Migration season represents a cause for concern among Texas poultry farmers, said Dr. Craig Coufal, poultry specialist.
Coufal said the threat of avian influenza is heightened due to annual migrations by wild bird species, particularly waterfowl.
“It’s that time of year,” he said. “You’ve got large numbers of ducks and geese that have been co-mingling and interacting in the north and there is real concern about those migratory birds coming into contact with domestic birds via vectors such as humans, droppings, an airborne contaminant or direct contact. People need to be vigilant about keeping migratory birds away from their domestic birds.”
Coufal said producers should remain vigilant throughout the migration, which typically ends in April when the birds return north. The disease is also more of a challenge in winter months because the virus’s survivability increases in cooler temperatures compared to summertime heat, he said.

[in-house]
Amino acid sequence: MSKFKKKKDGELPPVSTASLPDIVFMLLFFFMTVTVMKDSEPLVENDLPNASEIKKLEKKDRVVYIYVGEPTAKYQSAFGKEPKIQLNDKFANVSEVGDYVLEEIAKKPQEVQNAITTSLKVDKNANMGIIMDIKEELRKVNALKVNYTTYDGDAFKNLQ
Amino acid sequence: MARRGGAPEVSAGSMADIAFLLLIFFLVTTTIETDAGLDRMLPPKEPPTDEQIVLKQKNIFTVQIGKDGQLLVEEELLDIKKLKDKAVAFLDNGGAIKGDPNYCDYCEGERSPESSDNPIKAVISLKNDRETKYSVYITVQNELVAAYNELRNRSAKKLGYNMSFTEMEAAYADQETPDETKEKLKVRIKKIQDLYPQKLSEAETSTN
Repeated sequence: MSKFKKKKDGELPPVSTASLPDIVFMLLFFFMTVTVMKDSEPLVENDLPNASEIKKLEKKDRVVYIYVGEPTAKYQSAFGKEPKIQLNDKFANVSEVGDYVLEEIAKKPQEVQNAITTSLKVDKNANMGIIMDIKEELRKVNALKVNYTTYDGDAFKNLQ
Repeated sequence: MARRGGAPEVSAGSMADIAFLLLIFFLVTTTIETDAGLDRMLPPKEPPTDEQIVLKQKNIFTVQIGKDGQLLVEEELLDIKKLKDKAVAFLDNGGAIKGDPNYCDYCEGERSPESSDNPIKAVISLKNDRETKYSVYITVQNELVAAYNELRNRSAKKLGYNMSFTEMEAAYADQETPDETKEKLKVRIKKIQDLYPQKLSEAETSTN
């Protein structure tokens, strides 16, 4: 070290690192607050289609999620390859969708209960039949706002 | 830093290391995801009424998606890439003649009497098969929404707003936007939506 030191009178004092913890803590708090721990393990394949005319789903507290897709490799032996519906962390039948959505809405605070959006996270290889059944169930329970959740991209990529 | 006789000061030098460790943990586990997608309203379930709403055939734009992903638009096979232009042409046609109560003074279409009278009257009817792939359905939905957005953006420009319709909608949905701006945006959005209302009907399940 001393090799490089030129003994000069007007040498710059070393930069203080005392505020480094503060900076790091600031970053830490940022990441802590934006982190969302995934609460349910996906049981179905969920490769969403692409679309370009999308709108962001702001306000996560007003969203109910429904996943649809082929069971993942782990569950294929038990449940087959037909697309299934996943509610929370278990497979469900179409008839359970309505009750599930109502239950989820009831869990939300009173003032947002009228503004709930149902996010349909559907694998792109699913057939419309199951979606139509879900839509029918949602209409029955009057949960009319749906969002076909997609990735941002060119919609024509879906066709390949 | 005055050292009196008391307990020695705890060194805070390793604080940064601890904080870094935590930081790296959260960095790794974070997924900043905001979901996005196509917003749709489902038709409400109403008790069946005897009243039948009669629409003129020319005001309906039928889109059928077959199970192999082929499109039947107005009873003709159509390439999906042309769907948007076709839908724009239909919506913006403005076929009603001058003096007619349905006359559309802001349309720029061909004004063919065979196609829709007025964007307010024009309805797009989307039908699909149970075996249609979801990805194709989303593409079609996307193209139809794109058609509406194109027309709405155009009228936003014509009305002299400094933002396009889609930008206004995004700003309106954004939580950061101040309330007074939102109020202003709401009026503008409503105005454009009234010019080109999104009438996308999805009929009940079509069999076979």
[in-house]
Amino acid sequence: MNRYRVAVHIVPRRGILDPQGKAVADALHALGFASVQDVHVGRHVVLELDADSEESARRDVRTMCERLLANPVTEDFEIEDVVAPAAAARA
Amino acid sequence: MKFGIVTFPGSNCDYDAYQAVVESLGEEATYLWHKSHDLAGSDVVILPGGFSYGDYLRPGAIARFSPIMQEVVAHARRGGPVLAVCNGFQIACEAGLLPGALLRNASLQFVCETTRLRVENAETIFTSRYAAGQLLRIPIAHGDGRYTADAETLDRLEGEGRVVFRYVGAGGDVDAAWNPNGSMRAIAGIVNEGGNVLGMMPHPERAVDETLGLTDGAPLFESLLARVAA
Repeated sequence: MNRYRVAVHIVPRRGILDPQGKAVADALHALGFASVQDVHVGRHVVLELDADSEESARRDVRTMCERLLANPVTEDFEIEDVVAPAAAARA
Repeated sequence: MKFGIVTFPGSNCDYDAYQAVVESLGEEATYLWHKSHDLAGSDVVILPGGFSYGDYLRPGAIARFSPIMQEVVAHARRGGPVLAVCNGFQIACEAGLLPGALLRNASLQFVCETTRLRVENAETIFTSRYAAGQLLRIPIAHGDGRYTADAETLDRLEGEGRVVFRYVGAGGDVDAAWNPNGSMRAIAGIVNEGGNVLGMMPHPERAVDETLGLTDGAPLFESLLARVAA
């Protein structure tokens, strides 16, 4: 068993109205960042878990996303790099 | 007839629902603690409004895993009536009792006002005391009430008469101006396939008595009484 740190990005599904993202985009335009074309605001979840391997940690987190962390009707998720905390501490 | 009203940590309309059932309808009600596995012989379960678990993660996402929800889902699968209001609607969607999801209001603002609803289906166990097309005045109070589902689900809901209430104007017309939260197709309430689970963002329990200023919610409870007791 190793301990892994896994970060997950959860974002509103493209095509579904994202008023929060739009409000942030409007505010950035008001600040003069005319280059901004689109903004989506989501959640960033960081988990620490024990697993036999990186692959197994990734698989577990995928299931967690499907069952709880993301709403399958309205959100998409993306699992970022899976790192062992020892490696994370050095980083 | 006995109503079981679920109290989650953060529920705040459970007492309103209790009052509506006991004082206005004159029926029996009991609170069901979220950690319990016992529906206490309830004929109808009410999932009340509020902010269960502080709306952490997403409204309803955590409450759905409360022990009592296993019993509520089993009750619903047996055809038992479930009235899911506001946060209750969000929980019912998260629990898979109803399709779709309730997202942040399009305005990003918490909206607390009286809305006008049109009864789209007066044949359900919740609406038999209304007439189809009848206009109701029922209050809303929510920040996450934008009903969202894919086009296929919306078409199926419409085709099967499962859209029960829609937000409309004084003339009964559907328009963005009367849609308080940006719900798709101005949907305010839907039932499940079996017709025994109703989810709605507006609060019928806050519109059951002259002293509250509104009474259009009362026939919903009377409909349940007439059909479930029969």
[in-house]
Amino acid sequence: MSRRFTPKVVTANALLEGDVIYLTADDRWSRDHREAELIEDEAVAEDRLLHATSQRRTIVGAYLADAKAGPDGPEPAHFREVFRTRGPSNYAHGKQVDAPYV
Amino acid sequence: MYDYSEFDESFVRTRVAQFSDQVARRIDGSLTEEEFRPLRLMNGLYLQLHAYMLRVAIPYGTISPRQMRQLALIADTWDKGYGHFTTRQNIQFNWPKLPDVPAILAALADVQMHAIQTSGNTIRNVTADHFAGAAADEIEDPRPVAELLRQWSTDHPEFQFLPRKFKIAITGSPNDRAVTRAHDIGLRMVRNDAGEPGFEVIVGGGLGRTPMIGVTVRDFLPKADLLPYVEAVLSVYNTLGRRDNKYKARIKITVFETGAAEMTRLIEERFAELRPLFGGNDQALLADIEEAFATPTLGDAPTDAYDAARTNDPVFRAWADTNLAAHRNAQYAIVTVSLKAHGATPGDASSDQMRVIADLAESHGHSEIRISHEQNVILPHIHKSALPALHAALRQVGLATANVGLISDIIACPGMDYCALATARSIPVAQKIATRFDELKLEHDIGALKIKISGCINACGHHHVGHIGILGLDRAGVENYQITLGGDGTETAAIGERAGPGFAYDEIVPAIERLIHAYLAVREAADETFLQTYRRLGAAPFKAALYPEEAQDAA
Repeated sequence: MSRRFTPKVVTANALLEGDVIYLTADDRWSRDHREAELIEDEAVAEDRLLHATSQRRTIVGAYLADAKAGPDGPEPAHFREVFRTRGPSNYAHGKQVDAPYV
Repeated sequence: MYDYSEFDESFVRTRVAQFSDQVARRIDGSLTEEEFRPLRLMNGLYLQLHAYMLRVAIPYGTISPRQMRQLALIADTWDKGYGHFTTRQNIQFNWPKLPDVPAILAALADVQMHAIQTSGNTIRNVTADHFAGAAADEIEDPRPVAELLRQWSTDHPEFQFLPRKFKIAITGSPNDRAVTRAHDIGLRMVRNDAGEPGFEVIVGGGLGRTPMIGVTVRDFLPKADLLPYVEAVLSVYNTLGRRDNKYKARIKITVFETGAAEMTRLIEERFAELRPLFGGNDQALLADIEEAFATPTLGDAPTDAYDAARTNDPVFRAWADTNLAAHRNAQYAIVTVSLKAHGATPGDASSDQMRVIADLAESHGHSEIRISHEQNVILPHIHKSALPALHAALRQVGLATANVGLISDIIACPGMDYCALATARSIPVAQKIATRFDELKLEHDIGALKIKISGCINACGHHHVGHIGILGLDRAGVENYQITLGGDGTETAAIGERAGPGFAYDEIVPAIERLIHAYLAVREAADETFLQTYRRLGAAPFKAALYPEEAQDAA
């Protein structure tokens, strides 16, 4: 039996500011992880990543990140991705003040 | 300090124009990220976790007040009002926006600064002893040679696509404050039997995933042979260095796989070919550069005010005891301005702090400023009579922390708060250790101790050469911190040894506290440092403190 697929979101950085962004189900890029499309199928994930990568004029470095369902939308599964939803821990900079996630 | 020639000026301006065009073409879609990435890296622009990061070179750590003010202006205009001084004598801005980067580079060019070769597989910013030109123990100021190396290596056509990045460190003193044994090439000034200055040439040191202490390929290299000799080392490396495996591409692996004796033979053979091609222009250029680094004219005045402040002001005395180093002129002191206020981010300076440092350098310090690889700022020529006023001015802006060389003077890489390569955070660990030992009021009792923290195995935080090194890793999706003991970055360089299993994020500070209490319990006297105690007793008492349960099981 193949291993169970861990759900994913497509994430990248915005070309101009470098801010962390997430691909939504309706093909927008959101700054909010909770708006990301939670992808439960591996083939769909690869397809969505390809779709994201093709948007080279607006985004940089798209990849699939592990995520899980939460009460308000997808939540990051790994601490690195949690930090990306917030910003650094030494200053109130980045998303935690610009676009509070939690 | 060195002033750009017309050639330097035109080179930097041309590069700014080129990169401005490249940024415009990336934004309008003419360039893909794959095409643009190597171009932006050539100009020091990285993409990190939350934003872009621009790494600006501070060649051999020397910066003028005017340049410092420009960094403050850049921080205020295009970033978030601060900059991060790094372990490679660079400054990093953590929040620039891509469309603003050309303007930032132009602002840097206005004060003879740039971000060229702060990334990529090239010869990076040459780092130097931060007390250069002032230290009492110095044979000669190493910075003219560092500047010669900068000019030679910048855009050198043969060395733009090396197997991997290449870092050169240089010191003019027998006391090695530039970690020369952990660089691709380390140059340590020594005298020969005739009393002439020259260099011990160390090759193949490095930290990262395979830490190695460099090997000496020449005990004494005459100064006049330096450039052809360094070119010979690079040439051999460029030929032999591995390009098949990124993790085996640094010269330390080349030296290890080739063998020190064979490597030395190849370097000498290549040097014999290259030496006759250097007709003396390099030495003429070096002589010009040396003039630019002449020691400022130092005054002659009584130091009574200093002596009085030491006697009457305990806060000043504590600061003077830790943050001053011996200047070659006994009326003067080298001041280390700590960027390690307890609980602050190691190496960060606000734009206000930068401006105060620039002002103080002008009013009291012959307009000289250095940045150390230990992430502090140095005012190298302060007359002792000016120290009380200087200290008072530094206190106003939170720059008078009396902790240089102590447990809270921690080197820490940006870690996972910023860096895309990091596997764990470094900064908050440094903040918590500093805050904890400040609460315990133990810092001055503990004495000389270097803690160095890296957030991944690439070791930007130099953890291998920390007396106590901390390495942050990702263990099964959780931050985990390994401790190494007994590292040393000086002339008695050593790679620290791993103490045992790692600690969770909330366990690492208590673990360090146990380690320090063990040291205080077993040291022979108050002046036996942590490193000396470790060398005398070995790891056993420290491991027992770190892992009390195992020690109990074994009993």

Coufal said some tips for biosecurity include:
- Securing poultry houses against wild birds, pets and livestock.
- Restricting visitors from houses and coops, especially without thorough disinfecting.
- Dedicating specific shoes or rubber boots for exclusive use in poultry houses.
- Washing and disinfecting any shared equipment such as scales, feeders and drinkers.
- Initiating rodent and insect control programs.
For more information about avian influenza and biosecurity practices, go to the Texas A&M AgriLife Extension Poultry Science page: http://posc.tamu.edu/texas-agrilife-poultry-extension-specialists/publications/.
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